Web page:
THREE SALTS (from Sea Level) Grey Salt, Filipino Salt, Jurassic Salt
A great representation of foie gras. I probably overdid with the salts because I wanted to see the difference in each one.

#20 SWEET ONION “FLAN”Mission Fig, Sicilian Pistachio “Nuage” and Rosemary Essence

#27 COMPRESSED SUMMER MELONS Fennel Bulb, Niçoise Olive, Arugula and Basil Yogurt
I'd imagine on this one, they sous vide to take the water out of the melon, but the result leave you wanting more substance in the dish.

#17 SAUTEED FILLET OF RED SNAPPER Tomato Confit, Nicoise Olive, Fennel Bulb and Saffron “Vierge”
With both fish preparations, it was light in flavor. No errors, but nothing to crave either. I think Jean Georges may have them beat with their seafood.

#22 BRITTANY TURBOT “EN PERSILLADE” Maine Lobster, Summer Squash, Toybox Tomatoes and Extra-Virgin Oilive Oil Emulsion

#6 SALAD OF TOYBOX TOMATOES English Cucumber, Young Ginger, White Sesame, Perilla Shoots and Bonito Gelée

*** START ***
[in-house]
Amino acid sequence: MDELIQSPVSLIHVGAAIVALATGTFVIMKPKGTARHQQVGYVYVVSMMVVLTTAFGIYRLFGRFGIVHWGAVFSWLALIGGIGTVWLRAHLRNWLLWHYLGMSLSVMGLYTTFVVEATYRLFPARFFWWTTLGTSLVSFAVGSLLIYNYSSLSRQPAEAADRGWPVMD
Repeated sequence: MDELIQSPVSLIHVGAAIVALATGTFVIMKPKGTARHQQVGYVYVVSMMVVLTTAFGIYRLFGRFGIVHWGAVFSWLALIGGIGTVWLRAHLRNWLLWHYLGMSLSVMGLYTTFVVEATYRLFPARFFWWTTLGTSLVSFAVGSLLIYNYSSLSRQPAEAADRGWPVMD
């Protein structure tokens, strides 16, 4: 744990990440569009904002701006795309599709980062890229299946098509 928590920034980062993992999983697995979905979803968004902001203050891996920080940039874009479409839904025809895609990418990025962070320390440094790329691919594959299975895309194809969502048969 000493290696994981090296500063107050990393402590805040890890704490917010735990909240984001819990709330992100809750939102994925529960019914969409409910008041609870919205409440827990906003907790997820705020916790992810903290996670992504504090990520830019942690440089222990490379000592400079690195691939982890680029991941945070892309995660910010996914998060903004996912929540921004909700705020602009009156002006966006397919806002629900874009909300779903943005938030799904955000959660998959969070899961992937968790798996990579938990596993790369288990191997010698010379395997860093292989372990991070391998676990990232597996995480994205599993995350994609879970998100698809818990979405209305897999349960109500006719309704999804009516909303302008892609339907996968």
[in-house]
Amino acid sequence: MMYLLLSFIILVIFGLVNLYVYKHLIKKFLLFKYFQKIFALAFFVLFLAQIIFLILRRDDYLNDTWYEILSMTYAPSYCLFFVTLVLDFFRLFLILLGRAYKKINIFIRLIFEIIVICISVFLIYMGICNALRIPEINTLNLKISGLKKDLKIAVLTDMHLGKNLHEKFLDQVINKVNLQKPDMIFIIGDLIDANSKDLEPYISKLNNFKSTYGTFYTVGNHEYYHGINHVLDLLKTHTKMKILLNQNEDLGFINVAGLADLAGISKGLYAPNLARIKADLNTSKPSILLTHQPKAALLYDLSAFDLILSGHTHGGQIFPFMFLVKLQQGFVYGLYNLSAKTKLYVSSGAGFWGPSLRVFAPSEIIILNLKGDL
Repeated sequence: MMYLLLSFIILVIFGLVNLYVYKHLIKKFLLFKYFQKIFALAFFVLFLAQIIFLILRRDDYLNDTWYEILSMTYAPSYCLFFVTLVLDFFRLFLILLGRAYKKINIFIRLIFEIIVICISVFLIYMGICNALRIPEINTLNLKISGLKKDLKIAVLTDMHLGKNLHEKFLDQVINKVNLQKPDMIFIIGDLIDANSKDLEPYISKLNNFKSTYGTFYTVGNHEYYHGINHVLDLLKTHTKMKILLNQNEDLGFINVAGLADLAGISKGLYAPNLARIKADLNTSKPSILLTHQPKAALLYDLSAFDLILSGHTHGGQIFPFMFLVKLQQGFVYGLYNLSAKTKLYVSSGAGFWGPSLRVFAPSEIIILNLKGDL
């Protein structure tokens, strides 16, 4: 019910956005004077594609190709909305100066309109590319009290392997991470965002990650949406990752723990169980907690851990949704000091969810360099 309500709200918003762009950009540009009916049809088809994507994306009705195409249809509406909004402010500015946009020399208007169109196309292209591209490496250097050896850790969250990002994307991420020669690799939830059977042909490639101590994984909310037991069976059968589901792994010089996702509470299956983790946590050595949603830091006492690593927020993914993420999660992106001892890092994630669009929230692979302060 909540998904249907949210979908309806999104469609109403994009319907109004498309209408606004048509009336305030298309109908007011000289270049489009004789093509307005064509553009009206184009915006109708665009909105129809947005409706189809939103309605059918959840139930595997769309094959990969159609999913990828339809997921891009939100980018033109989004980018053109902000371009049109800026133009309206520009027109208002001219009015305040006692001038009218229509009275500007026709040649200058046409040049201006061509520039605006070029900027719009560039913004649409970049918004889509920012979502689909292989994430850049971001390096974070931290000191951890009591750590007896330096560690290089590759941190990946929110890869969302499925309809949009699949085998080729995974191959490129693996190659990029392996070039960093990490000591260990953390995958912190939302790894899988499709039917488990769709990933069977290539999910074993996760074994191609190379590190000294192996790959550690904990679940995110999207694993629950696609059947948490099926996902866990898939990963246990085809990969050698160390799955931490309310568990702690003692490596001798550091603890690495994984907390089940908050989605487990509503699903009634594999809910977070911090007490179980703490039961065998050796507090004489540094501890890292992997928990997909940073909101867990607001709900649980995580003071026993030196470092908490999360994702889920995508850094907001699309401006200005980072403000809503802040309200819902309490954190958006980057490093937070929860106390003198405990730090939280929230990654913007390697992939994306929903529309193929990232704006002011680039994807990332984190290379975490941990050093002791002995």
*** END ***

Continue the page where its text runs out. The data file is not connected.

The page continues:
Maybe the alcohol was setting in, but once we tasted the tomatoes we questioned how they prepared them. They boldly stated the tomatoes were raw. The flavor was so intense. I find that hard to believe, we must have been feeling the wine.

#24 GLOBE ARTICHOKE GRATIN Swiss Chard, French Laundry Garden Carrots and “Mousseline Choron”

#18 NEW BEDFORD SEA SCALLOP “POELEE” Hobbs' Bacon, Brentwood Corn, Celery Branch, Ramps and Summer Truffle
Very tender, but I like a longer sear on my scallops. I didn't think the bacon complimented the scallop.

#12 CHANTERELLE MUSHROOMS “A LA GRECQUE” Red Radish, Hawaiian Hearts of Palm and Cilantro Oil
Another one of the beautiful dishes. Simple flavors and that was a good thing.

#26 FAIRYTALE EGGPLANT “EN PERSILLADE” Summer Squash, Jingle Bell Peppers, Parsley and Sweet Garlic Pudding